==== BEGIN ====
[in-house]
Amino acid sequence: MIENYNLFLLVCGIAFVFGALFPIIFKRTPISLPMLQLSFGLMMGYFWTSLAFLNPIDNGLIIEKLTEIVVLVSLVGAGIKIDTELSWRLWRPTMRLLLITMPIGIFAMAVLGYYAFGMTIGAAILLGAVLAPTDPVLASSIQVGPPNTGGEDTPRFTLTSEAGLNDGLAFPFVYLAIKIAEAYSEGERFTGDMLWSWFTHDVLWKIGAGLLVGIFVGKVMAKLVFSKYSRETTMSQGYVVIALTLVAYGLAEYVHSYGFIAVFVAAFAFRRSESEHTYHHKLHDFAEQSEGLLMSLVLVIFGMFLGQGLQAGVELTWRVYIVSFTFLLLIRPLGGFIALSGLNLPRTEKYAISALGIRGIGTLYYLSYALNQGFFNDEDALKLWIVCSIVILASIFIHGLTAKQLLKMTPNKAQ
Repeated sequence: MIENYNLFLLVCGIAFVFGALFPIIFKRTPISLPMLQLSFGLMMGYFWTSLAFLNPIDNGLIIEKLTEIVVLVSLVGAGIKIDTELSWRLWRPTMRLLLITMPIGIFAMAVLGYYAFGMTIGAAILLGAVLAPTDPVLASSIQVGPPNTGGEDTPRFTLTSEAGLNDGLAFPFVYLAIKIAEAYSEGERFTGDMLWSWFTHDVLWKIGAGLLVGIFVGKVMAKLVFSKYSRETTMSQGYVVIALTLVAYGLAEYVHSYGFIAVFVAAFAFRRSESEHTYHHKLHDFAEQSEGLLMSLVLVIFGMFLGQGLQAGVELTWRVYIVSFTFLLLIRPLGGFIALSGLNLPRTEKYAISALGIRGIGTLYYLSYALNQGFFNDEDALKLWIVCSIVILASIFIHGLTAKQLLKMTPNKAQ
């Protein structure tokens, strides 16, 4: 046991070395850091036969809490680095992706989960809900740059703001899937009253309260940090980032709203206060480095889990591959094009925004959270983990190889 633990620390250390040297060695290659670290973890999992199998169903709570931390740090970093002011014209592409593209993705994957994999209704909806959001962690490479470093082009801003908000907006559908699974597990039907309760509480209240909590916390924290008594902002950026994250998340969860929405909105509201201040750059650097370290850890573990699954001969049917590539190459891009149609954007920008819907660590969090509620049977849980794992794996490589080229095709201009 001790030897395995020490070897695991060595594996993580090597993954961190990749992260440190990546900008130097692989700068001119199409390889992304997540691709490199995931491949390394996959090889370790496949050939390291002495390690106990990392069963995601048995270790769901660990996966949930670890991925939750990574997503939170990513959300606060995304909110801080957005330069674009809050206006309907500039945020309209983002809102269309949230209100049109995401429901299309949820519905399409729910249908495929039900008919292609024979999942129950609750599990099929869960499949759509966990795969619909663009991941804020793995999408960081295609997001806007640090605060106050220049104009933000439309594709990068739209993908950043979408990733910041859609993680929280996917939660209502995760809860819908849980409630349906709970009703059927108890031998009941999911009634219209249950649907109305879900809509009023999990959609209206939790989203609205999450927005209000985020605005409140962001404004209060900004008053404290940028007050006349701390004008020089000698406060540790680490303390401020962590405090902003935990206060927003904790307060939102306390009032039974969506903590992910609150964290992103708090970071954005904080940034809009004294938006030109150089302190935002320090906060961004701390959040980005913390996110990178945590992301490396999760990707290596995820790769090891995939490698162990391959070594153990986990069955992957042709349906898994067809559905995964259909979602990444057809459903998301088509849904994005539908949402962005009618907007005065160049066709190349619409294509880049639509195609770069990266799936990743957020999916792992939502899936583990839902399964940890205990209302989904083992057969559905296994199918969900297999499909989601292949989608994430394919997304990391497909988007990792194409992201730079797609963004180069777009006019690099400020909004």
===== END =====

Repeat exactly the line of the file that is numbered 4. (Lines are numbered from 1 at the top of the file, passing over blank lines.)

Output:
């Protein structure tokens, strides 16, 4: 046991070395850091036969809490680095992706989960809900740059703001899937009253309260940090980032709203206060480095889990591959094009925004959270983990190889 633990620390250390040297060695290659670290973890999992199998169903709570931390740090970093002011014209592409593209993705994957994999209704909806959001962690490479470093082009801003908000907006559908699974597990039907309760509480209240909590916390924290008594902002950026994250998340969860929405909105509201201040750059650097370290850890573990699954001969049917590539190459891009149609954007920008819907660590969090509620049977849980794992794996490589080229095709201009 001790030897395995020490070897695991060595594996993580090597993954961190990749992260440190990546900008130097692989700068001119199409390889992304997540691709490199995931491949390394996959090889370790496949050939390291002495390690106990990392069963995601048995270790769901660990996966949930670890991925939750990574997503939170990513959300606060995304909110801080957005330069674009809050206006309907500039945020309209983002809102269309949230209100049109995401429901299309949820519905399409729910249908495929039900008919292609024979999942129950609750599990099929869960499949759509966990795969619909663009991941804020793995999408960081295609997001806007640090605060106050220049104009933000439309594709990068739209993908950043979408990733910041859609993680929280996917939660209502995760809860819908849980409630349906709970009703059927108890031998009941999911009634219209249950649907109305879900809509009023999990959609209206939790989203609205999450927005209000985020605005409140962001404004209060900004008053404290940028007050006349701390004008020089000698406060540790680490303390401020962590405090902003935990206060927003904790307060939102306390009032039974969506903590992910609150964290992103708090970071954005904080940034809009004294938006030109150089302190935002320090906060961004701390959040980005913390996110990178945590992301490396999760990707290596995820790769090891995939490698162990391959070594153990986990069955992957042709349906898994067809559905995964259909979602990444057809459903998301088509849904994005539908949402962005009618907007005065160049066709190349619409294509880049639509195609770069990266799936990743957020999916792992939502899936583990839902399964940890205990209302989904083992057969559905296994199918969900297999499909989601292949989608994430394919997304990391497909988007990792194409992201730079797609963004180069777009006019690099400020909004």